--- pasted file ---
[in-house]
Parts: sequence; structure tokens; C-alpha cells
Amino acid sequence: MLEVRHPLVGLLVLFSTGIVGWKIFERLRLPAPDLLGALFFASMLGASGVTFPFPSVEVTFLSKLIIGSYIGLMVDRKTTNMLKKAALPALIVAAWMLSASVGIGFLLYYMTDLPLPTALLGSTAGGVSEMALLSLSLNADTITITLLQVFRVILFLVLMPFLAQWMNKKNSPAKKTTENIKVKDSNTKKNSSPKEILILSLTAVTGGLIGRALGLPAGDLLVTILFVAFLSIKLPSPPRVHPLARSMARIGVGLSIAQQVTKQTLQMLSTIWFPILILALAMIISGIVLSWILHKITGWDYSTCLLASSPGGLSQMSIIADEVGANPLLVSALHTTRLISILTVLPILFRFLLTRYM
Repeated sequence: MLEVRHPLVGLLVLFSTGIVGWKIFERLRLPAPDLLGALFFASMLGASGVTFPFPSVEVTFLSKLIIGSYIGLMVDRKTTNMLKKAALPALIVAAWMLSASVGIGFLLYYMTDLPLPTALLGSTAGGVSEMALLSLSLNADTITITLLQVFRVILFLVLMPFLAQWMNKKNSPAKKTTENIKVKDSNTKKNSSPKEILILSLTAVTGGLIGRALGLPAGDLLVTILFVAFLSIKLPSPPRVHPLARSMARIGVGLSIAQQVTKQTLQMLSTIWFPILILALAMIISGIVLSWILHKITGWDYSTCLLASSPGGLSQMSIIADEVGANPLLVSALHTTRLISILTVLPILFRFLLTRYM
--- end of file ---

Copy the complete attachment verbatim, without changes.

[in-house]
Parts: sequence; structure tokens; C-alpha cells
Amino acid sequence: MLEVRHPLVGLLVLFSTGIVGWKIFERLRLPAPDLLGALFFASMLGASGVTFPFPSVEVTFLSKLIIGSYIGLMVDRKTTNMLKKAALPALIVAAWMLSASVGIGFLLYYMTDLPLPTALLGSTAGGVSEMALLSLSLNADTITITLLQVFRVILFLVLMPFLAQWMNKKNSPAKKTTENIKVKDSNTKKNSSPKEILILSLTAVTGGLIGRALGLPAGDLLVTILFVAFLSIKLPSPPRVHPLARSMARIGVGLSIAQQVTKQTLQMLSTIWFPILILALAMIISGIVLSWILHKITGWDYSTCLLASSPGGLSQMSIIADEVGANPLLVSALHTTRLISILTVLPILFRFLLTRYM
Repeated sequence: MLEVRHPLVGLLVLFSTGIVGWKIFERLRLPAPDLLGALFFASMLGASGVTFPFPSVEVTFLSKLIIGSYIGLMVDRKTTNMLKKAALPALIVAAWMLSASVGIGFLLYYMTDLPLPTALLGSTAGGVSEMALLSLSLNADTITITLLQVFRVILFLVLMPFLAQWMNKKNSPAKKTTENIKVKDSNTKKNSSPKEILILSLTAVTGGLIGRALGLPAGDLLVTILFVAFLSIKLPSPPRVHPLARSMARIGVGLSIAQQVTKQTLQMLSTIWFPILILALAMIISGIVLSWILHKITGWDYSTCLLASSPGGLSQMSIIADEVGANPLLVSALHTTRLISILTVLPILFRFLLTRYM